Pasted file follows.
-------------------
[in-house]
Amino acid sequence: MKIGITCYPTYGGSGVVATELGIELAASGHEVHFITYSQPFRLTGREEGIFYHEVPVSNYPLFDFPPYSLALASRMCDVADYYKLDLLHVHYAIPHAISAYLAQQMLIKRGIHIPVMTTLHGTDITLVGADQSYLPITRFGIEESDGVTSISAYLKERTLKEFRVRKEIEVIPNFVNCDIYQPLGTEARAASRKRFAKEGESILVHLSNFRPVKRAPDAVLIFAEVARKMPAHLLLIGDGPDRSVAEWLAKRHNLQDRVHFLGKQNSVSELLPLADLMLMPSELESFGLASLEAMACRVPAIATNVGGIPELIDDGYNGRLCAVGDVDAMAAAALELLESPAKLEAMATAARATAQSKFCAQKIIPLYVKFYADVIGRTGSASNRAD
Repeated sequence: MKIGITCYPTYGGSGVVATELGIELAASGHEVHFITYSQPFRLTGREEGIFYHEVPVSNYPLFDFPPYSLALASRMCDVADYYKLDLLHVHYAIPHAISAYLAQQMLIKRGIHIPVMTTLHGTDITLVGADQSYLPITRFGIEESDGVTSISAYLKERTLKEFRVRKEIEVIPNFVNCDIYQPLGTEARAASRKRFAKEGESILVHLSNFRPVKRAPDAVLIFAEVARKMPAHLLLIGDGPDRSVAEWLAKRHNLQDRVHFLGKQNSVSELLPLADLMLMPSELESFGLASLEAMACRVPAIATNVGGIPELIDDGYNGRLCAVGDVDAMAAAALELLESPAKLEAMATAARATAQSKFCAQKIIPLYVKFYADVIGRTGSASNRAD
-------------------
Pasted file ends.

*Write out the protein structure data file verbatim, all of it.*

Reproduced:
[in-house]
Amino acid sequence: MKIGITCYPTYGGSGVVATELGIELAASGHEVHFITYSQPFRLTGREEGIFYHEVPVSNYPLFDFPPYSLALASRMCDVADYYKLDLLHVHYAIPHAISAYLAQQMLIKRGIHIPVMTTLHGTDITLVGADQSYLPITRFGIEESDGVTSISAYLKERTLKEFRVRKEIEVIPNFVNCDIYQPLGTEARAASRKRFAKEGESILVHLSNFRPVKRAPDAVLIFAEVARKMPAHLLLIGDGPDRSVAEWLAKRHNLQDRVHFLGKQNSVSELLPLADLMLMPSELESFGLASLEAMACRVPAIATNVGGIPELIDDGYNGRLCAVGDVDAMAAAALELLESPAKLEAMATAARATAQSKFCAQKIIPLYVKFYADVIGRTGSASNRAD
Repeated sequence: MKIGITCYPTYGGSGVVATELGIELAASGHEVHFITYSQPFRLTGREEGIFYHEVPVSNYPLFDFPPYSLALASRMCDVADYYKLDLLHVHYAIPHAISAYLAQQMLIKRGIHIPVMTTLHGTDITLVGADQSYLPITRFGIEESDGVTSISAYLKERTLKEFRVRKEIEVIPNFVNCDIYQPLGTEARAASRKRFAKEGESILVHLSNFRPVKRAPDAVLIFAEVARKMPAHLLLIGDGPDRSVAEWLAKRHNLQDRVHFLGKQNSVSELLPLADLMLMPSELESFGLASLEAMACRVPAIATNVGGIPELIDDGYNGRLCAVGDVDAMAAAALELLESPAKLEAMATAARATAQSKFCAQKIIPLYVKFYADVIGRTGSASNRAD